Canton church readies for Allhallows Eve

By Charita Goshay - The (Canton) Repository (TNS)

CANTON — In the hoopla that surrounds Halloween, a Christian observance that goes back centuries has been obscured.

But a local Anglican congregation is hoping to put a renewed focus on Allhallows Eve with a service at 6 p.m. Oct. 31 at St. John’s Anglican Church.

The candlelit service will be followed by a trunk-or-treat for children in the parking lot.

Rooted in the early church, Allhallows Eve originally was a time of prayer and fasting in preparation for All Saints’ Day on Nov. 1.

Nov. 2 is All Souls’ Day, a Catholic observance in which alms and prayers are offered on behalf of the souls of those who have died in the faith.

It evolved from the pagans’ observance of honoring their dead, which came to be known as Halloween, said the Rev. Sean Ewing, St. John’s associate rector.

“It’s a way for the church to honor its saints and also to honor our loved ones,” he said. “The lighting of the fire symbolizes the fervor of the faith, and as a shining in the darkness as the days get shorter.”

St. John’s is a new plant led by the Rev. Bryan C. Hollon, a professor of theology at Malone University and director of Malone’s Center for Faith and Theology.

History lessons

Hollon said many Christians don’t realize that Allhallows Eve is part of the church’s liturgical calendar.

“Many churches have taken their lead from culture at large and retained only the most secular dimensions of the church’s ancient calendar,” he said. “For example, most churches celebrate Christmas and Easter because these are fun secular holidays for the whole culture. Many Christians have no idea that Christmas and Easter are actually seasons rather than individual days.

“The only reason Christmas Day and Easter exist as holidays is because they have traditionally been part of a much more complete liturgical calendar made up of seven seasons.”

Instead of openly condemning the pagans for honoring their dead, Ewing noted that the church wisely conscripted some of their traditions. This includes the yule log at Christmas and the use of rabbits and eggs as symbols of life at Easter.

“They in a sense ‘baptized’ what they were doing,” Ewing said.

Hollon said modern-day Christians are no different than others in not knowing their history.

“Allhallows Eve is a wonderful reminder that the church extends not only over the whole earth but also through time,” he said. “It is important that Christians remember that we are only a small part of God’s work in the world stretching throughout time.

“We receive the faith from Christians who came before us, and it is our responsibility to share that faith today and pass it along to the next generation. Allhallows Eve helps us understand our part more clearly.”

St. John’s, a member of the worldwide Anglican Communion, is affiliated with the Anglican Church in North America and the Global Anglican Future Conference.

The Anglican Communion, which evolved from the Church of England, was founded in London in 1867. With 80 million members, it is the world’s third-largest Communion following the Roman Catholic and Eastern Orthodox churches.

Growing fervor

The Anglican Communion, in turn, is the mother church of the Presbyterian Church in the U.S. and Canada. In recent years, there have been tensions between the two bodies as American Presbyterianism has grown more liberal in social matters, particularly in the area of gay clergy.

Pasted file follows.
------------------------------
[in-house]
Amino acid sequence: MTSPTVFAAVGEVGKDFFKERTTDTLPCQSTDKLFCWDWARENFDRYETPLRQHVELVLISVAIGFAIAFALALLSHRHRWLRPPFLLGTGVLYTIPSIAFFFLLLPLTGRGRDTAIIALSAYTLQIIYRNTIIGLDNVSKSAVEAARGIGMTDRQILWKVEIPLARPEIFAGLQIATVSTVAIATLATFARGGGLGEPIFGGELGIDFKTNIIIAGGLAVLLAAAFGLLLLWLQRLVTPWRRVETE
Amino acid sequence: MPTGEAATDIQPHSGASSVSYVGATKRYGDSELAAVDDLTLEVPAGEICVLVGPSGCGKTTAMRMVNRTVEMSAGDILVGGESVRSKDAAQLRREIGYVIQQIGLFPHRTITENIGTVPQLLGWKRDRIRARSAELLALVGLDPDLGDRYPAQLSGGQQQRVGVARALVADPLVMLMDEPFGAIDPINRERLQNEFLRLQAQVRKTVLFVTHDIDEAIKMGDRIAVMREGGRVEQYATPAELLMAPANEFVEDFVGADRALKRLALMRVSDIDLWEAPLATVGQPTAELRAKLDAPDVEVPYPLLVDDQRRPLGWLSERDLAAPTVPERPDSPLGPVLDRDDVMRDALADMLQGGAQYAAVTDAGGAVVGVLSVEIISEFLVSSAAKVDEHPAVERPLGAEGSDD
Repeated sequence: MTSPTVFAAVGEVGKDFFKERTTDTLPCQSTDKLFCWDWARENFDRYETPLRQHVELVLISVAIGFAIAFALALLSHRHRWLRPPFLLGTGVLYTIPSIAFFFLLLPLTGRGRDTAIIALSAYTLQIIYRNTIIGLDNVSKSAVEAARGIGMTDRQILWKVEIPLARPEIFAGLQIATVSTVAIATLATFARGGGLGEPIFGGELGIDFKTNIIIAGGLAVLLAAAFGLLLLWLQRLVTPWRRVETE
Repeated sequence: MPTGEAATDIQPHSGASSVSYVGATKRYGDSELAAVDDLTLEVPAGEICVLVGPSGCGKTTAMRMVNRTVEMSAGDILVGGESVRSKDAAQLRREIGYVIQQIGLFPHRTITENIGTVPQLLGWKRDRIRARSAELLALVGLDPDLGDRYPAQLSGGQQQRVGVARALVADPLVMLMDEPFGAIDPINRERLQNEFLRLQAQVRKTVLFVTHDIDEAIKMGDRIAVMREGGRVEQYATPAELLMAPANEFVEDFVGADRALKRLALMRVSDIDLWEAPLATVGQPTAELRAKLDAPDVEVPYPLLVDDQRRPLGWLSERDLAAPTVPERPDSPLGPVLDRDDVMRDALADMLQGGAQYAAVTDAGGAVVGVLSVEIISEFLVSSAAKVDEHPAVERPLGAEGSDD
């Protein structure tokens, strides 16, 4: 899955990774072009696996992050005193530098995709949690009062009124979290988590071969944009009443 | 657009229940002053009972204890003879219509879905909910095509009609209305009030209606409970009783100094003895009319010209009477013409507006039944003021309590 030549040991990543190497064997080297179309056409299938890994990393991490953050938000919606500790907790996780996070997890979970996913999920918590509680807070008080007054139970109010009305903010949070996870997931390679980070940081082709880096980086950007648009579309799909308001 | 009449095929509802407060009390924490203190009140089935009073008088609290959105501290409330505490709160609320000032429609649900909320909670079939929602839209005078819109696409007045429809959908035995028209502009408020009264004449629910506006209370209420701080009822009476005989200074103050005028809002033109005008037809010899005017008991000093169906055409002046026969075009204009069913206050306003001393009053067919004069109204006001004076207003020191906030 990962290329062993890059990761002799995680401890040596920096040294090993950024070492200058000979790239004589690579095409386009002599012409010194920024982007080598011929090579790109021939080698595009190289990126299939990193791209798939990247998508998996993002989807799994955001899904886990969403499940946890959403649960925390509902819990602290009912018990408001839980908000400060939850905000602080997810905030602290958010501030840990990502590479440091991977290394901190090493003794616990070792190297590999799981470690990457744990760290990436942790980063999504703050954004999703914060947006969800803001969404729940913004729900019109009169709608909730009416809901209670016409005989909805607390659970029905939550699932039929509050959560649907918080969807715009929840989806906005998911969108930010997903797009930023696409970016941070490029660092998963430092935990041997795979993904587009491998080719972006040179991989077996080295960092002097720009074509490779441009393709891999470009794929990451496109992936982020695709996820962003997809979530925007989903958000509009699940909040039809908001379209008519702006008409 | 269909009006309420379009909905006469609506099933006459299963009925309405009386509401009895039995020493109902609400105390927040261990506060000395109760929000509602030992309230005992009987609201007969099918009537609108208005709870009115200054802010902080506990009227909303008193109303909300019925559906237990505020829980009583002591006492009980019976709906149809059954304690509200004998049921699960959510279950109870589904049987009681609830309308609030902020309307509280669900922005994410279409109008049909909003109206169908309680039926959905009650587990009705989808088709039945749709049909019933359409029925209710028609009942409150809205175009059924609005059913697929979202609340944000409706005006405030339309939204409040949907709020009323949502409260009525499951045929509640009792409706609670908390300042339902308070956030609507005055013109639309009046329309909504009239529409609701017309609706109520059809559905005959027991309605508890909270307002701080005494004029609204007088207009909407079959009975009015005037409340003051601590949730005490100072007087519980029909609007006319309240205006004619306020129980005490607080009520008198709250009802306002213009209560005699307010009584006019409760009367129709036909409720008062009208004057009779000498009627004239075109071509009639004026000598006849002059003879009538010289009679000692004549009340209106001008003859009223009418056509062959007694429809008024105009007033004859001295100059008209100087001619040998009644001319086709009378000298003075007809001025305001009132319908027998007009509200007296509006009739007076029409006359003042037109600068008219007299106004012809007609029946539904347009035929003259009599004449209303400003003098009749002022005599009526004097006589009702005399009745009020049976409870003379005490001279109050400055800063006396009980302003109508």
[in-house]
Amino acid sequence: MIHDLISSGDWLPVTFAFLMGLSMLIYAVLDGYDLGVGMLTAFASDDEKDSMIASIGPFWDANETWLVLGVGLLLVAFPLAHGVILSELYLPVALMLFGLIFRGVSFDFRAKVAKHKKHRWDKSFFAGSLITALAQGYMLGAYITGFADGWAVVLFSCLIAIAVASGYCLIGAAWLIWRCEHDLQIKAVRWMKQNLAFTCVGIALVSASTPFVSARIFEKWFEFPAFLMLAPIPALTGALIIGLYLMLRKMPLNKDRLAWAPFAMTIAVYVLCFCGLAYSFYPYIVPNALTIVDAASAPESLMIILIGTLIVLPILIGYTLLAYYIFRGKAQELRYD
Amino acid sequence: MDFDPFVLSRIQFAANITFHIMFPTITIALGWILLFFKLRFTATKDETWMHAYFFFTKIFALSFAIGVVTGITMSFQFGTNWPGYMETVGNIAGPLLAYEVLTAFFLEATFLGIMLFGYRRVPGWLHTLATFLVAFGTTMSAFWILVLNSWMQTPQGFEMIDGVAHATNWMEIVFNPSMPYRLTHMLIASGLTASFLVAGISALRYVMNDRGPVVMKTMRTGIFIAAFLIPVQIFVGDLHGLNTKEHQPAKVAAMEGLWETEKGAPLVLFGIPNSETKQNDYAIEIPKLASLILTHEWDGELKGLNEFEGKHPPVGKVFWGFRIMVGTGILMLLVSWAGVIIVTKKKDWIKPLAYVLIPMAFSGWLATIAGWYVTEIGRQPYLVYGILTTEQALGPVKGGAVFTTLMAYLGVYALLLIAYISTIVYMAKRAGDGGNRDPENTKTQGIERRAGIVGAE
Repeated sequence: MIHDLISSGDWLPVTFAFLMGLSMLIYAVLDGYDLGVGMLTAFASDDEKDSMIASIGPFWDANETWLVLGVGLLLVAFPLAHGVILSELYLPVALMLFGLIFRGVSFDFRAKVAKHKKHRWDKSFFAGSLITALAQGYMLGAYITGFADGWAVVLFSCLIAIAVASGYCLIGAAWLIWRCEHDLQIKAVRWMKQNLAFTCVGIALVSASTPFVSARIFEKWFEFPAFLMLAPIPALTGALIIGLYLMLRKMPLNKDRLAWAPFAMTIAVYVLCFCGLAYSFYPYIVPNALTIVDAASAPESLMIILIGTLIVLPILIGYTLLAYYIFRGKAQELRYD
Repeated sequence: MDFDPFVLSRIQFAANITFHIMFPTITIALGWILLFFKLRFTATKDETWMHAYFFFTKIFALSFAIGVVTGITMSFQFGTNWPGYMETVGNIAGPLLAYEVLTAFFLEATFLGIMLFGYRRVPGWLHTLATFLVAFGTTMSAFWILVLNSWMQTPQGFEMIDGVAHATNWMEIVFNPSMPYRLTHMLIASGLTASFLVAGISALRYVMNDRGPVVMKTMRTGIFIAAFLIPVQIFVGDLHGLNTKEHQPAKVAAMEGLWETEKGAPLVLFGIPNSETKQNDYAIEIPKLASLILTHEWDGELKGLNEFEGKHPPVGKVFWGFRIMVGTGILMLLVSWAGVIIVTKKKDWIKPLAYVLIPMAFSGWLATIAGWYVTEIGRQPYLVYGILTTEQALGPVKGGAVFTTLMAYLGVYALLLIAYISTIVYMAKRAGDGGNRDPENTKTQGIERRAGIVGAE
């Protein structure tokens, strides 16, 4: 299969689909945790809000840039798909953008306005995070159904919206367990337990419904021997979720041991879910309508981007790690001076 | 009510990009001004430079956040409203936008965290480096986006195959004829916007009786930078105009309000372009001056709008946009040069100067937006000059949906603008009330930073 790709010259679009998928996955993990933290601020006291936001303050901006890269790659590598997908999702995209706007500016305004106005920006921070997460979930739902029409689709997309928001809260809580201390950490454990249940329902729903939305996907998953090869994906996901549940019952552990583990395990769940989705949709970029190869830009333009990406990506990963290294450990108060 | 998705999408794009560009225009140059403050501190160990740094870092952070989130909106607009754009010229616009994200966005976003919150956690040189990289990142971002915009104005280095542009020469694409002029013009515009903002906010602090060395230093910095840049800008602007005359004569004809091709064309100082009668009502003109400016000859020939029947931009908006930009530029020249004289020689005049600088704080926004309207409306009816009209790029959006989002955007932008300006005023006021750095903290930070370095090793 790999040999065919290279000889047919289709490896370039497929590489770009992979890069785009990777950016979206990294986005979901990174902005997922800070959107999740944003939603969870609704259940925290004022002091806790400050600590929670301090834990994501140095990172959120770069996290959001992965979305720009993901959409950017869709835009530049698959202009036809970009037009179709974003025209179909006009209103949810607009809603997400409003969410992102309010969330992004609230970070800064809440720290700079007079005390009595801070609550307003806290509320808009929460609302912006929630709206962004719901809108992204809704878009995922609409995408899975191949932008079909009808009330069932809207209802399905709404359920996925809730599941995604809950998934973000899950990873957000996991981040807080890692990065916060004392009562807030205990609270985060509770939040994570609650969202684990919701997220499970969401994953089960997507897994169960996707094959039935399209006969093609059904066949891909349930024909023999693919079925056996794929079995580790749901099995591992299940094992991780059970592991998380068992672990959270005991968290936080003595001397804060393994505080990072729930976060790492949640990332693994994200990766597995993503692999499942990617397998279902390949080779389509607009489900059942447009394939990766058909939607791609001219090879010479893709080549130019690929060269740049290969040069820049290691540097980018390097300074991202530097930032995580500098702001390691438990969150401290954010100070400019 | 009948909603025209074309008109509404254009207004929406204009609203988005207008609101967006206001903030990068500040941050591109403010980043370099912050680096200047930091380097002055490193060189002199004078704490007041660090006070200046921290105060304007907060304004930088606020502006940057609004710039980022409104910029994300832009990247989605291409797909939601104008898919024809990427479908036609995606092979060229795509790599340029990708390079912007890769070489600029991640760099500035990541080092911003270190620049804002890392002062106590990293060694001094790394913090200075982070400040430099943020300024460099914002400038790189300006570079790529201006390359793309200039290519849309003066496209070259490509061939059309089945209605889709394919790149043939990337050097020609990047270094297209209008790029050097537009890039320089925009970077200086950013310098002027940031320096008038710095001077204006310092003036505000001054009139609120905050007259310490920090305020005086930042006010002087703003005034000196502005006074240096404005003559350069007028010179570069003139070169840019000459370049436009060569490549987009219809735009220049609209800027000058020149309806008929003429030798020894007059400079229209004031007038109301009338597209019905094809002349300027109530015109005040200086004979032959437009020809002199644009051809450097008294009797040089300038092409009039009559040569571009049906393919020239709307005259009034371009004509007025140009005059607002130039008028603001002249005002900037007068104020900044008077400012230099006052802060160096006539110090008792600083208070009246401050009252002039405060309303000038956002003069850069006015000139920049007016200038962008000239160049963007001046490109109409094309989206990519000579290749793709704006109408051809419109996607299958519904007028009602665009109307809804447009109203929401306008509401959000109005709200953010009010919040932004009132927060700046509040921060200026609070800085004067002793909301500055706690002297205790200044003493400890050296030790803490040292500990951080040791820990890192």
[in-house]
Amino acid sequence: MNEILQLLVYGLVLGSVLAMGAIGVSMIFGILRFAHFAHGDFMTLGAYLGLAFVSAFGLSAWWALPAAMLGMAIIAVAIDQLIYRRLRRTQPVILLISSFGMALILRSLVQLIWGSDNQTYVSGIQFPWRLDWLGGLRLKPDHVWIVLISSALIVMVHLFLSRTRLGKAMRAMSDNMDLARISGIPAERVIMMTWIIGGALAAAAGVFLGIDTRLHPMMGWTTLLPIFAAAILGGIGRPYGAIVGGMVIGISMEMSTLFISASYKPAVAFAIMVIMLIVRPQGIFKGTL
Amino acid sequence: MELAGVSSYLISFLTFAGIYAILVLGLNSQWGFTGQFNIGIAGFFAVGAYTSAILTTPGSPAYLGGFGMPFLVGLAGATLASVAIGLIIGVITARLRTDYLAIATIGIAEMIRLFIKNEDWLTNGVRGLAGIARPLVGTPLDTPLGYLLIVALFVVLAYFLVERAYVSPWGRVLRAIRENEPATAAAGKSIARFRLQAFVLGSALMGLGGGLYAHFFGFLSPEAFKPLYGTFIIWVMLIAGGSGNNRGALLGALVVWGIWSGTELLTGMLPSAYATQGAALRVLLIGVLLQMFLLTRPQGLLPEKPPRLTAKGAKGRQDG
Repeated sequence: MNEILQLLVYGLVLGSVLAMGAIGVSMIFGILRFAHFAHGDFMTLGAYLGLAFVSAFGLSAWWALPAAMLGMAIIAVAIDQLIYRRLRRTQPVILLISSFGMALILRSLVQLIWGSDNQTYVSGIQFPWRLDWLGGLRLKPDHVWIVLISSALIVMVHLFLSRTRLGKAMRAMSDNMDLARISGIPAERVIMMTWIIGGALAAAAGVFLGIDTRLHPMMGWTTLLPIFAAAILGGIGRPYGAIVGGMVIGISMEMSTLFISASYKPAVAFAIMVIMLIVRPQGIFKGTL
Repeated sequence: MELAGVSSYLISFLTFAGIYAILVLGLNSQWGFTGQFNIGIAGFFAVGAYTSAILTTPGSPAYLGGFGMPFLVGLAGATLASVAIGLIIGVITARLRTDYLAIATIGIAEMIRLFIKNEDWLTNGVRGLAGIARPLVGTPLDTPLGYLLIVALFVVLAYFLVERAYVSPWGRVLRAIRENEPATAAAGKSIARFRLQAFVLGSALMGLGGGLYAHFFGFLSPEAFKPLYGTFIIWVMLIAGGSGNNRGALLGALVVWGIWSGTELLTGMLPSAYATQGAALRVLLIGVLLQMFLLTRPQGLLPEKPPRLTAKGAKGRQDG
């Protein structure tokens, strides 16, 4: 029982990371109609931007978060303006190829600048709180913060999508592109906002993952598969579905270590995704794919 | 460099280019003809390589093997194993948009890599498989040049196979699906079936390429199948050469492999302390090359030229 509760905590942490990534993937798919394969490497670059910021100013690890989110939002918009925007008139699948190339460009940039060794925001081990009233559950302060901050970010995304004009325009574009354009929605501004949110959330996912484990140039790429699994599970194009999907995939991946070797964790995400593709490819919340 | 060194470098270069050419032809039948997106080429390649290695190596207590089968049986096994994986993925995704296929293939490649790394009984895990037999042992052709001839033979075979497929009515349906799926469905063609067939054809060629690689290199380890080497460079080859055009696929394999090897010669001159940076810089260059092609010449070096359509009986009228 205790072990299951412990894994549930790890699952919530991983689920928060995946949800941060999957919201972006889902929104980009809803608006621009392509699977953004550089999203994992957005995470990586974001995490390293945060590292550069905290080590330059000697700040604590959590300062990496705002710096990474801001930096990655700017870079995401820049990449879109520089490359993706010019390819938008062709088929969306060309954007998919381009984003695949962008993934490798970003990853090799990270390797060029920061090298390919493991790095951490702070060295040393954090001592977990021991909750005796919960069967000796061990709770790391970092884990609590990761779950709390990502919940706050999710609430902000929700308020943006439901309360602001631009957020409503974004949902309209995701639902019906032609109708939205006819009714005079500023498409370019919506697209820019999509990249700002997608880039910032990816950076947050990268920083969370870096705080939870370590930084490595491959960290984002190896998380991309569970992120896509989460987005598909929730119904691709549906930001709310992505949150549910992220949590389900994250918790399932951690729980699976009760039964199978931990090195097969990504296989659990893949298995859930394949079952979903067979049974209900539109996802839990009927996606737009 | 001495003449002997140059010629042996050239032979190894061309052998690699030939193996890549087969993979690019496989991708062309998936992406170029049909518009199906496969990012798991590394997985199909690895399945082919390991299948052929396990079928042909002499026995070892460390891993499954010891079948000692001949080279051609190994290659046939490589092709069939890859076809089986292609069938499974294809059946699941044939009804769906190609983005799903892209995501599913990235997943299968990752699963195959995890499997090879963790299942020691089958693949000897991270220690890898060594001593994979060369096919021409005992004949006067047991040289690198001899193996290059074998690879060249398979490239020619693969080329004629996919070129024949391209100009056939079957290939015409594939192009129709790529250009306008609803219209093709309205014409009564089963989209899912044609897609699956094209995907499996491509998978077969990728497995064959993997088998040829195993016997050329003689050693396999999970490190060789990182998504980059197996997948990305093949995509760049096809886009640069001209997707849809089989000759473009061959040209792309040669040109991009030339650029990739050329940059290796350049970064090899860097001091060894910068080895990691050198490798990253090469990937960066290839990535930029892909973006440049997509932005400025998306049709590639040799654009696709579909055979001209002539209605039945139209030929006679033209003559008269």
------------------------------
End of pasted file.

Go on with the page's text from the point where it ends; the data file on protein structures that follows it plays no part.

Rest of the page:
Meanwhile, Anglicanism is growing in the U.S., Africa, South America and Southeast Asia.

“Globally, there’s a fervor in Anglicanism and Christianity in general,” Ewing said. “At least in the U.S., I think a lot of young folks like me are looking for something that’s more tied to church history and tradition and beauty.”

“In North America, some young people seem to be attracted to the deep biblical and theological resources of Anglicanism,” Hollon said. “For example, when we worship, we don’t put on a show. Instead, we read a lot of Scripture and worship God with time-tested prayers, hymns, and songs of praise. We celebrate the Lord’s Supper every week. Our worship services are rich and profound, and I believe there will always be people looking for richness, beauty, and depth. We will be a place where they can find it.”

Ewing, 30, a graduate of Cedarville University, was raised a Southern Baptist near Cleveland. He and his wife, Sonya, were introduced to Anglicanism while he studied at Duke Divinity School.

“I was preparing myself to be a pastor, but it didn’t feel to me there wasn’t that depth of faith,” he said of his undergrad years. “I also felt I didn’t have enough tools to pastor people. The Anglican tradition, and the Book of Common Prayer, helps me to do that.”

He was ordained in 2014.

“It was a long process, three to four years, but you come out of it well-prepared,” he said.

After ordination, Ewing was assigned to plant a church in North Carolina but the funding ran out. Upon returning to Cleveland, he was contacted by Hollon in 2016, who was leading a core group of about 20 local Anglicans. They moved into the current site last spring. The church’s pianist, Janelle Phinney, is the wife of Malone University Provost D. Nathan Phinney.

“We don’t have aspirations to be a huge church,” Ewing said. “We’d like to plant other churches. We want to be a strong teaching church with a creative outreach. If we find other people who are already doing it well, we’d like to help.”

By Charita Goshay

The (Canton) Repository (TNS)

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